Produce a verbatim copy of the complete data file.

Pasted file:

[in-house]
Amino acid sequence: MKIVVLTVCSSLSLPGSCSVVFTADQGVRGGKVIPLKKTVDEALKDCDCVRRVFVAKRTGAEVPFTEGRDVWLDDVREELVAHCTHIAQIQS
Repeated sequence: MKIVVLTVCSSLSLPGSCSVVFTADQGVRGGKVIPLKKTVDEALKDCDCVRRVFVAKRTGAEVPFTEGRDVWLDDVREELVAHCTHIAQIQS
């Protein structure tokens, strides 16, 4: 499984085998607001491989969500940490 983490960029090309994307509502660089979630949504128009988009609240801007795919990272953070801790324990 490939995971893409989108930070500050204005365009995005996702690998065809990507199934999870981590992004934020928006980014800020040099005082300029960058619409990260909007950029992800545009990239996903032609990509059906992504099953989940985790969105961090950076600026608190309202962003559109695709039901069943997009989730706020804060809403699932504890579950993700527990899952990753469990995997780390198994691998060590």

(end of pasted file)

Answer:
[in-house]
Amino acid sequence: MKIVVLTVCSSLSLPGSCSVVFTADQGVRGGKVIPLKKTVDEALKDCDCVRRVFVAKRTGAEVPFTEGRDVWLDDVREELVAHCTHIAQIQS
Repeated sequence: MKIVVLTVCSSLSLPGSCSVVFTADQGVRGGKVIPLKKTVDEALKDCDCVRRVFVAKRTGAEVPFTEGRDVWLDDVREELVAHCTHIAQIQS
């Protein structure tokens, strides 16, 4: 499984085998607001491989969500940490 983490960029090309994307509502660089979630949504128009988009609240801007795919990272953070801790324990 490939995971893409989108930070500050204005365009995005996702690998065809990507199934999870981590992004934020928006980014800020040099005082300029960058619409990260909007950029992800545009990239996903032609990509059906992504099953989940985790969105961090950076600026608190309202962003559109695709039901069943997009989730706020804060809403699932504890579950993700527990899952990753469990995997780390198994691998060590």